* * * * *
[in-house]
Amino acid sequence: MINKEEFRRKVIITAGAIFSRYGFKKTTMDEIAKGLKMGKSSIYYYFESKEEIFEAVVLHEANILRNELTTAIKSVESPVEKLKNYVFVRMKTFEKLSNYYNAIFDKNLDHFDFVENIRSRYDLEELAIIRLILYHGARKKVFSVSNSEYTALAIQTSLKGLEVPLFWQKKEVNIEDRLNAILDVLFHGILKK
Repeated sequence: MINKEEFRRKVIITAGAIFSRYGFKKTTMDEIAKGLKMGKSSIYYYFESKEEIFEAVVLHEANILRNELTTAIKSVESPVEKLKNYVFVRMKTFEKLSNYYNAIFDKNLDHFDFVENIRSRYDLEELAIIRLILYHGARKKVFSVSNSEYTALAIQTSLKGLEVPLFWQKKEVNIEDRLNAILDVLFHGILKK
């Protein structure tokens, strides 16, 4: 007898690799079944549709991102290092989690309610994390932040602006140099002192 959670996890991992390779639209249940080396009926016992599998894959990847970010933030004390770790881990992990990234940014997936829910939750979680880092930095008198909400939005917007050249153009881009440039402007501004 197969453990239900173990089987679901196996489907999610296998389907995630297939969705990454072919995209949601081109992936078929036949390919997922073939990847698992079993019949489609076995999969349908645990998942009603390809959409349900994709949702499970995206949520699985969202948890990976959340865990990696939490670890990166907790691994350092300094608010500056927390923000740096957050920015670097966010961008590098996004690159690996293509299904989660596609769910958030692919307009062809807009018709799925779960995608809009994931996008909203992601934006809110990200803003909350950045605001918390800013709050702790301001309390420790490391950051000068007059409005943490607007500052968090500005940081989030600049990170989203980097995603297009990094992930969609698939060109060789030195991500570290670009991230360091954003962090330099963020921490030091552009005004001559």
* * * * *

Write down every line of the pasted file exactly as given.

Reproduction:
[in-house]
Amino acid sequence: MINKEEFRRKVIITAGAIFSRYGFKKTTMDEIAKGLKMGKSSIYYYFESKEEIFEAVVLHEANILRNELTTAIKSVESPVEKLKNYVFVRMKTFEKLSNYYNAIFDKNLDHFDFVENIRSRYDLEELAIIRLILYHGARKKVFSVSNSEYTALAIQTSLKGLEVPLFWQKKEVNIEDRLNAILDVLFHGILKK
Repeated sequence: MINKEEFRRKVIITAGAIFSRYGFKKTTMDEIAKGLKMGKSSIYYYFESKEEIFEAVVLHEANILRNELTTAIKSVESPVEKLKNYVFVRMKTFEKLSNYYNAIFDKNLDHFDFVENIRSRYDLEELAIIRLILYHGARKKVFSVSNSEYTALAIQTSLKGLEVPLFWQKKEVNIEDRLNAILDVLFHGILKK
């Protein structure tokens, strides 16, 4: 007898690799079944549709991102290092989690309610994390932040602006140099002192 959670996890991992390779639209249940080396009926016992599998894959990847970010933030004390770790881990992990990234940014997936829910939750979680880092930095008198909400939005917007050249153009881009440039402007501004 197969453990239900173990089987679901196996489907999610296998389907995630297939969705990454072919995209949601081109992936078929036949390919997922073939990847698992079993019949489609076995999969349908645990998942009603390809959409349900994709949702499970995206949520699985969202948890990976959340865990990696939490670890990166907790691994350092300094608010500056927390923000740096957050920015670097966010961008590098996004690159690996293509299904989660596609769910958030692919307009062809807009018709799925779960995608809009994931996008909203992601934006809110990200803003909350950045605001918390800013709050702790301001309390420790490391950051000068007059409005943490607007500052968090500005940081989030600049990170989203980097995603297009990094992930969609698939060109060789030195991500570290670009991230360091954003962090330099963020921490030091552009005004001559």